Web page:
I went in search of an article on Sylvia Ann Hewlett’s book Executive Presence because someone mentioned that she identified “communication skills” as the major component of executive demeanor.
That’s not exactly right. “Gravitas” turns out to be a bit more than two times as important as communication, but both of them significantly outweigh the third element, appearance. (I wrote about that yesterday.) Still, I wonder if a woman with a swollen, wart-covered, purple nose would have achieved quite the same level of success as financier J.P. Morgan, whose photo illustrates the Fortune article linked above.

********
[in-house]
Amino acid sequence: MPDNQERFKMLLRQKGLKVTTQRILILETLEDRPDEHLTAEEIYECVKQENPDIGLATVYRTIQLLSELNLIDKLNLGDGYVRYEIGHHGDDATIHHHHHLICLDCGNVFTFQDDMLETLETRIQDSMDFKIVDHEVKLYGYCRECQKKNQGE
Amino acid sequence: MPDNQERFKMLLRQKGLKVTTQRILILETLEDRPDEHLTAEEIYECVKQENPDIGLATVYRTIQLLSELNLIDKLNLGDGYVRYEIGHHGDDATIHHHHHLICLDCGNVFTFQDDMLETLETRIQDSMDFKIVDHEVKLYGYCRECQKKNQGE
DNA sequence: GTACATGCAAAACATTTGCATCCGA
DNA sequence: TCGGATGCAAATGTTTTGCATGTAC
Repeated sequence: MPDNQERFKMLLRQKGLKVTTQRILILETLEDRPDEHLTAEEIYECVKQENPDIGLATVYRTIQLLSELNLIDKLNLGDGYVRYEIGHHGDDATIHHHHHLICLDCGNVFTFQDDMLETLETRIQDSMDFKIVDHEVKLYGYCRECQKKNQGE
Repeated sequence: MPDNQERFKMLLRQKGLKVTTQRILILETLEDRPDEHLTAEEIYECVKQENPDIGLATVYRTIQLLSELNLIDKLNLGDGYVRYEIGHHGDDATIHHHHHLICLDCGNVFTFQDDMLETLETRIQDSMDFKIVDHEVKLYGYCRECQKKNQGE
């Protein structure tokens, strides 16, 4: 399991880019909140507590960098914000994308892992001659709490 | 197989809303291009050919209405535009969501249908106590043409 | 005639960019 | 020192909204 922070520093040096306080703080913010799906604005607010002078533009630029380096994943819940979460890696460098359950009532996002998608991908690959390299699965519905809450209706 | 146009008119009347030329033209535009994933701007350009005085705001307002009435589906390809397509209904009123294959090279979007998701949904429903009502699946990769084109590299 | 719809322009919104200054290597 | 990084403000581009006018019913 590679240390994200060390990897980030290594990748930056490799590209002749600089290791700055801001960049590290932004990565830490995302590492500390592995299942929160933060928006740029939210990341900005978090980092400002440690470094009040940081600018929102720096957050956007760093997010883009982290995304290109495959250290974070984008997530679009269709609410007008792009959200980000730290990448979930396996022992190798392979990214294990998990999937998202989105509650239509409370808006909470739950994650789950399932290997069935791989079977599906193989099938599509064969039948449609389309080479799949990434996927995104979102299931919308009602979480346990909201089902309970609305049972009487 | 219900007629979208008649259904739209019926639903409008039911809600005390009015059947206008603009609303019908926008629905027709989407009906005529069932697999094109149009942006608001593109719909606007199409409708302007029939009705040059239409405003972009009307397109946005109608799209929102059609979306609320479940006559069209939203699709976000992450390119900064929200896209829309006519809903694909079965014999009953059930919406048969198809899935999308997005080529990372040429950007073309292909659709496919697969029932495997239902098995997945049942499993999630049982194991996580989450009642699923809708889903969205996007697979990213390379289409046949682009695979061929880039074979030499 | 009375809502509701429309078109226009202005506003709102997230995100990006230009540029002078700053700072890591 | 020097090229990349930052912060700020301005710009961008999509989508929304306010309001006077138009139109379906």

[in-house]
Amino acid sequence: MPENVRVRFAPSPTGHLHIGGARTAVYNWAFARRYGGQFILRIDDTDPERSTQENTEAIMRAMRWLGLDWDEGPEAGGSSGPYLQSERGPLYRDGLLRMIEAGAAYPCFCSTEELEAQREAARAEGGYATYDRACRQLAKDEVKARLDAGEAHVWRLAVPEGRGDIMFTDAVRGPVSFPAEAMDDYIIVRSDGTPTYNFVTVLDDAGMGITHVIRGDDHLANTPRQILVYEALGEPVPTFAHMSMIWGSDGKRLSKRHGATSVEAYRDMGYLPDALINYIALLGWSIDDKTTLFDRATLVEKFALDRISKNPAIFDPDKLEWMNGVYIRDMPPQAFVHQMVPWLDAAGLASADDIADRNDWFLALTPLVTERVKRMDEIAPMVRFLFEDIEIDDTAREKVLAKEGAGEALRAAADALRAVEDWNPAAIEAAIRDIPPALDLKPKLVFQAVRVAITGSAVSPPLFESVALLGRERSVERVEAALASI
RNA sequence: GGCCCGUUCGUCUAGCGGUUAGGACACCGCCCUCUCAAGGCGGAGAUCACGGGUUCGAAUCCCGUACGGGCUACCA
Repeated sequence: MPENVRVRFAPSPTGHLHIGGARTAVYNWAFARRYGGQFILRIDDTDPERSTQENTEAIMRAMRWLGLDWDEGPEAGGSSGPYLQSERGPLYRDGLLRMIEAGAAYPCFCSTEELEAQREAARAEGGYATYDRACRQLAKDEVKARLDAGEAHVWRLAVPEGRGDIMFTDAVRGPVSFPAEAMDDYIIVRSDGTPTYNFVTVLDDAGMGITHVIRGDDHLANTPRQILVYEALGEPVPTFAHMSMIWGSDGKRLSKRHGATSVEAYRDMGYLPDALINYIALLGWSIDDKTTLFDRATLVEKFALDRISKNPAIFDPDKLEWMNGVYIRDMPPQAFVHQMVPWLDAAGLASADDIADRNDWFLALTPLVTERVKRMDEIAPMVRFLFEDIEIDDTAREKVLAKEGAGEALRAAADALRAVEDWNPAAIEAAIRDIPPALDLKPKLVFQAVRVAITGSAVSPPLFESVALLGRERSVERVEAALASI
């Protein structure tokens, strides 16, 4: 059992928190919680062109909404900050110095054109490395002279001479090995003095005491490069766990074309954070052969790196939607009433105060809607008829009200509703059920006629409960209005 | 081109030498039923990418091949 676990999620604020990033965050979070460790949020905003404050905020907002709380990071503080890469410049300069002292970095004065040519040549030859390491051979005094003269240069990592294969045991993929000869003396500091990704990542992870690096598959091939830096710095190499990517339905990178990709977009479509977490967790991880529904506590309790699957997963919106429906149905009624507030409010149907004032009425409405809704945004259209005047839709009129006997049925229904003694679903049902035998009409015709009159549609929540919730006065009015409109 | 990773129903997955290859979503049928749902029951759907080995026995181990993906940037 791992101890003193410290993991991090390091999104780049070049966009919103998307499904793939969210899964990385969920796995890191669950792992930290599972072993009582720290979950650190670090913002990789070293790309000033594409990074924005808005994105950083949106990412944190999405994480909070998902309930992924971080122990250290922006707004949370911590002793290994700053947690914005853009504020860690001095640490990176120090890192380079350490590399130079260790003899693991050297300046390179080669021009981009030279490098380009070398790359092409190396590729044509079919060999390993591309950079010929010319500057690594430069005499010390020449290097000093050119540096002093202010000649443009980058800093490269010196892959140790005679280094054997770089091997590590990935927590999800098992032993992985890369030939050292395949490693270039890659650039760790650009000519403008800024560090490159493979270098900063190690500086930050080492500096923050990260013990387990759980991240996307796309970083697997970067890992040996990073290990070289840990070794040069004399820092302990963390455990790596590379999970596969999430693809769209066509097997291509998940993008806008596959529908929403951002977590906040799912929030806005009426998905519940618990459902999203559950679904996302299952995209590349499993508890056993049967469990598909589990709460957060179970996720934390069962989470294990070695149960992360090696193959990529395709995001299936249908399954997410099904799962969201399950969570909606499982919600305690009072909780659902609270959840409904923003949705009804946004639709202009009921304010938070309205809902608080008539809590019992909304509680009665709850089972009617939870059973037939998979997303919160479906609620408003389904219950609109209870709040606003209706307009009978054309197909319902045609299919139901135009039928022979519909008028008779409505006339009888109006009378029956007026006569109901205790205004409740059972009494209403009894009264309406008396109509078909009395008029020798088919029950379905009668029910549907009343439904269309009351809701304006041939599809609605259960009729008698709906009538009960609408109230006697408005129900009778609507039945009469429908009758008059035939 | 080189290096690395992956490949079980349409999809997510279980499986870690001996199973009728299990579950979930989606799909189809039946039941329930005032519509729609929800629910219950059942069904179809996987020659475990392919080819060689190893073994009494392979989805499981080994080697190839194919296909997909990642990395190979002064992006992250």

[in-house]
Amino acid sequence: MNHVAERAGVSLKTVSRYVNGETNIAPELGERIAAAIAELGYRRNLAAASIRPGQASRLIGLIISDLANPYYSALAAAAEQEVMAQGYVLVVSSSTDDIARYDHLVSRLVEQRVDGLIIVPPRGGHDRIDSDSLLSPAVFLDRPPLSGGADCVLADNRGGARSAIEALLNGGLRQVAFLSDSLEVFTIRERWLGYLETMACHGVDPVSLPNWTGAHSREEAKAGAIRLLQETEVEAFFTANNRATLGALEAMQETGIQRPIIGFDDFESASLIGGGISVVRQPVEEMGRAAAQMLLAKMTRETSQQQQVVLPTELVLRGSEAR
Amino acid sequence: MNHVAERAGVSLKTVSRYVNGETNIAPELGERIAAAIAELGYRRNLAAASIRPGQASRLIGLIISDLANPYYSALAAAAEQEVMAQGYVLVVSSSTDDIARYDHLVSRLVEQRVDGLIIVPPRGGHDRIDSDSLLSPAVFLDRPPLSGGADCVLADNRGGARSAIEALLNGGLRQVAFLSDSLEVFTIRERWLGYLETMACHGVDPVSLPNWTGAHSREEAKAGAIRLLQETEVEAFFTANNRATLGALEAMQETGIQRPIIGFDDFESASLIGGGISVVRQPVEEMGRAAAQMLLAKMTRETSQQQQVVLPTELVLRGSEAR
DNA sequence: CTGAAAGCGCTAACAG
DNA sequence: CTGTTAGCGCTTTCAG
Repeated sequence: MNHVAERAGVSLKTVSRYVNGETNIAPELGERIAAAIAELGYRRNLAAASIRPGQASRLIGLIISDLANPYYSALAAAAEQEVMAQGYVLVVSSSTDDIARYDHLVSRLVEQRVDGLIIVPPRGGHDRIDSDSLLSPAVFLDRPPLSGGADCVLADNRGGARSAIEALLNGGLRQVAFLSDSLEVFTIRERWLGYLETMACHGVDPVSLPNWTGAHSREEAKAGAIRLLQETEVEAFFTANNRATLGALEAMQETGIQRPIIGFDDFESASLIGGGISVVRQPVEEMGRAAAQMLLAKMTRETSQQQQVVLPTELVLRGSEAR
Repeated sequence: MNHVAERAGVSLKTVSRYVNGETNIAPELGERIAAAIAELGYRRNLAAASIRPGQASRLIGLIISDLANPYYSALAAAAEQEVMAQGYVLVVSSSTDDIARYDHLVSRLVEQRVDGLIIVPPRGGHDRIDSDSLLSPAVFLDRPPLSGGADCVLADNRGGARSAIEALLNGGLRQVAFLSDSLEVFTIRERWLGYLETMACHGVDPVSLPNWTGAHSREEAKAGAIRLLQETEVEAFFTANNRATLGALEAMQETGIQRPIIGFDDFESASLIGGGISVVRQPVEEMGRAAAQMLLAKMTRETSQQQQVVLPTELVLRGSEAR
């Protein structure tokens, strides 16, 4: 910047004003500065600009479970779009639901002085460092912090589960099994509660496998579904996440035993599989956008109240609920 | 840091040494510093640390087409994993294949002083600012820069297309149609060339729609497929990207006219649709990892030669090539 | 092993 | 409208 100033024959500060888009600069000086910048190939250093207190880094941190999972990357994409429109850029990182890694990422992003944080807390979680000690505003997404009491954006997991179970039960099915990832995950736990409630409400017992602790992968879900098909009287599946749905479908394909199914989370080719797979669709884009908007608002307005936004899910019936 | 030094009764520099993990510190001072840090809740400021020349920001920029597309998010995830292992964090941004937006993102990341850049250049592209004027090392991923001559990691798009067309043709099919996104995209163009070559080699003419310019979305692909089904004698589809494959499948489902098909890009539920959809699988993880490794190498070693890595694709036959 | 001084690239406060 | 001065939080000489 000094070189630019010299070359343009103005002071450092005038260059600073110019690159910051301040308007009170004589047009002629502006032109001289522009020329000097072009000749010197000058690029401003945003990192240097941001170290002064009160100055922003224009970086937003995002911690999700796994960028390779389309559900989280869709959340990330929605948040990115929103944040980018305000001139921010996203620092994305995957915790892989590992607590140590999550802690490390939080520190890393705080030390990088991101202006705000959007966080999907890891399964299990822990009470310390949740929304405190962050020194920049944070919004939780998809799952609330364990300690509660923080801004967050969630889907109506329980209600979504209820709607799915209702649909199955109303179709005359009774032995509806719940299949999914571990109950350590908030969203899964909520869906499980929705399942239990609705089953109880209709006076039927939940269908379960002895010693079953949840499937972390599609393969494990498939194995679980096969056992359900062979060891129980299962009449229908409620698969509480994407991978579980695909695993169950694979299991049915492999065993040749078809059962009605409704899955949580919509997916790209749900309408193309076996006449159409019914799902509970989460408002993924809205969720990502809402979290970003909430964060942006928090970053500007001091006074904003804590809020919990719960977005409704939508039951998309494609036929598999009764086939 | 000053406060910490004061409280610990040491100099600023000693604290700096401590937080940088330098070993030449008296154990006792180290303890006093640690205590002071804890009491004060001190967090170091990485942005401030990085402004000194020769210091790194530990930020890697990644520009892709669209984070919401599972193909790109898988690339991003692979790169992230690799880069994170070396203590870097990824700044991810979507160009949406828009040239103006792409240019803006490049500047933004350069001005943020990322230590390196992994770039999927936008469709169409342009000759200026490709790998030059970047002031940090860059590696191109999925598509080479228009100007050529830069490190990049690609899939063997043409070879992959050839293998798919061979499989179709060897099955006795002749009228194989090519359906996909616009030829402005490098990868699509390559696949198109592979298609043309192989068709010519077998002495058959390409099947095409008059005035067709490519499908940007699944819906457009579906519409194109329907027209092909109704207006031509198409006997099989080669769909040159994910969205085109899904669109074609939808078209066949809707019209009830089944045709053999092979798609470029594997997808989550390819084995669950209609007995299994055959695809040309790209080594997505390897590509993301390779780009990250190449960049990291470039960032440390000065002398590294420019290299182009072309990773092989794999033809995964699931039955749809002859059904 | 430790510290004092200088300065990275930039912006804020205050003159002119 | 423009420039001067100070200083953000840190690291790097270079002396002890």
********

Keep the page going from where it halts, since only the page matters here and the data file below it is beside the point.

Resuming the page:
Still, Hewlett’s statistics are a bit misleading, because communication is one of the central ways leaders express their gravitas:
“A big part of gravitas is a knack for conveying tremendous amounts of knowledge and giving people the impression you could go ‘six questions deep’ on the subject you’re talking about, but in a way that’s concise,” Hewlett explains. “Attention spans are so short now that, whether it’s in a speech or in a meeting, you have to show how you can add value in a way that’s both compelling and brief.”
Concise communication, communication that grabs listeners’ attention and delivers the information they need in a compelling way. Hewlett is playing my song.